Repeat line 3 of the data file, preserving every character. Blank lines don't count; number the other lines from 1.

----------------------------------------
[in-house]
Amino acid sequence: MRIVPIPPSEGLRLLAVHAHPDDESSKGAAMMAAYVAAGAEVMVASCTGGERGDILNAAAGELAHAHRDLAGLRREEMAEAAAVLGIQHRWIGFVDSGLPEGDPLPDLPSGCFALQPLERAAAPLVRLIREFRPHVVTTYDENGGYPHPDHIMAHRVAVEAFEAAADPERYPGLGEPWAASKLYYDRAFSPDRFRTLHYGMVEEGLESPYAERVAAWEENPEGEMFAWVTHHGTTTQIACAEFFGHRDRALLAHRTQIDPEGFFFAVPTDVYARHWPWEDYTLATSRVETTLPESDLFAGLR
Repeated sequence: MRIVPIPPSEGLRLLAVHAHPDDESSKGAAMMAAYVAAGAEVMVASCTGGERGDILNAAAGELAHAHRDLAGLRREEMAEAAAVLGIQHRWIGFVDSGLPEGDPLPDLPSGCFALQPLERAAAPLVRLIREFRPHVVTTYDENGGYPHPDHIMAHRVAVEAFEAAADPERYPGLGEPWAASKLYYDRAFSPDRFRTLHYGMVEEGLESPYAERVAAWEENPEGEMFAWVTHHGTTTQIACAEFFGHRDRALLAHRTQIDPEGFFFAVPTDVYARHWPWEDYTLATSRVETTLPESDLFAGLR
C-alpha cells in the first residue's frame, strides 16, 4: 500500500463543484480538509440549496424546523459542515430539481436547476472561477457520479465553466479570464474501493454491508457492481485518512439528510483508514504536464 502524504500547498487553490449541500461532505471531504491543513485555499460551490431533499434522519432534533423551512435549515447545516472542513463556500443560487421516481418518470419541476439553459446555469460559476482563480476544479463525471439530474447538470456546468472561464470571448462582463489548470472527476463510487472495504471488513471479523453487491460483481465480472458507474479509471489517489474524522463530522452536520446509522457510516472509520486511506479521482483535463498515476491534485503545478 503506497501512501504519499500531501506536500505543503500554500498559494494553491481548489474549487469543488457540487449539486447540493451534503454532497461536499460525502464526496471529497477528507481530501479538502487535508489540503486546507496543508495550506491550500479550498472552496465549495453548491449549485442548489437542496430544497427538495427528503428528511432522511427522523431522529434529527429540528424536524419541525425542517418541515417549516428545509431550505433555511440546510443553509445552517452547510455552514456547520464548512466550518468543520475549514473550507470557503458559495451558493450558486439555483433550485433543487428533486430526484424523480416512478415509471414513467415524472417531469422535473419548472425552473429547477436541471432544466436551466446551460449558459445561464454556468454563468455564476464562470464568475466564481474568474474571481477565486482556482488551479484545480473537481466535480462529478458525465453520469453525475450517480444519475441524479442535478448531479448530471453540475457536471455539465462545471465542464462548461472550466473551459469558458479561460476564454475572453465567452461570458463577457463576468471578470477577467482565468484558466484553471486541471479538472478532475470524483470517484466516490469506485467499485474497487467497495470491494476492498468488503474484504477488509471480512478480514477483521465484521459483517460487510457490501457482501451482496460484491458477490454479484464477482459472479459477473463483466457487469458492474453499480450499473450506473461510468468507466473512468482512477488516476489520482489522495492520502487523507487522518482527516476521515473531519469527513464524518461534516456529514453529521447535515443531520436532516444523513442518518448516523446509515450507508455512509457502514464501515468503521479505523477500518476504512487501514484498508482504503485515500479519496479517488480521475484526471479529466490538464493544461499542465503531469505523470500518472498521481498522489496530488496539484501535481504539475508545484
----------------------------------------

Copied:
Repeated sequence: MRIVPIPPSEGLRLLAVHAHPDDESSKGAAMMAAYVAAGAEVMVASCTGGERGDILNAAAGELAHAHRDLAGLRREEMAEAAAVLGIQHRWIGFVDSGLPEGDPLPDLPSGCFALQPLERAAAPLVRLIREFRPHVVTTYDENGGYPHPDHIMAHRVAVEAFEAAADPERYPGLGEPWAASKLYYDRAFSPDRFRTLHYGMVEEGLESPYAERVAAWEENPEGEMFAWVTHHGTTTQIACAEFFGHRDRALLAHRTQIDPEGFFFAVPTDVYARHWPWEDYTLATSRVETTLPESDLFAGLR